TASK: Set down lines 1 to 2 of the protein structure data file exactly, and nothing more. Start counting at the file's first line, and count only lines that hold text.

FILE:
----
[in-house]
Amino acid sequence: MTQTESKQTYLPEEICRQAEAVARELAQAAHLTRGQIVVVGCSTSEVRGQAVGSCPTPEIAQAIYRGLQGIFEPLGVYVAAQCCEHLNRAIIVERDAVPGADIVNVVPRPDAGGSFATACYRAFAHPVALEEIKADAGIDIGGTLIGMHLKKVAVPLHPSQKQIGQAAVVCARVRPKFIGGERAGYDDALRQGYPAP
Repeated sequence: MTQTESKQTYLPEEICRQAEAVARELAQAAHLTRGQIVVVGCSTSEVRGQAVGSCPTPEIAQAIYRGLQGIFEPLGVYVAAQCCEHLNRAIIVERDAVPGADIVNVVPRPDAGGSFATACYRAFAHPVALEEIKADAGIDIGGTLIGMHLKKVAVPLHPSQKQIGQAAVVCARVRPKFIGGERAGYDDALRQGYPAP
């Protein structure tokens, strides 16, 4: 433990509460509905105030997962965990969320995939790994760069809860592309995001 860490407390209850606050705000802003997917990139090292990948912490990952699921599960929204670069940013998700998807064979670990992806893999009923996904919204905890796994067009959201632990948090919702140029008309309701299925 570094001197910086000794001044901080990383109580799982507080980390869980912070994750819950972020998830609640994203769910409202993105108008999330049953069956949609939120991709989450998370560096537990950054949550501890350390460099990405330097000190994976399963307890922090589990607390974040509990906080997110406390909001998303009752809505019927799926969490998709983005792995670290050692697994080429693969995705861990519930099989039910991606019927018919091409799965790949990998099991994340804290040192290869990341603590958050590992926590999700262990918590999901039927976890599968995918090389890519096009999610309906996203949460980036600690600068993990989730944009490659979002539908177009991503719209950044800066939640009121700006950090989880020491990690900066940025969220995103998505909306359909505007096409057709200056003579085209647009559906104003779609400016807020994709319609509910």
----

[in-house]
Amino acid sequence: MTQTESKQTYLPEEICRQAEAVARELAQAAHLTRGQIVVVGCSTSEVRGQAVGSCPTPEIAQAIYRGLQGIFEPLGVYVAAQCCEHLNRAIIVERDAVPGADIVNVVPRPDAGGSFATACYRAFAHPVALEEIKADAGIDIGGTLIGMHLKKVAVPLHPSQKQIGQAAVVCARVRPKFIGGERAGYDDALRQGYPAP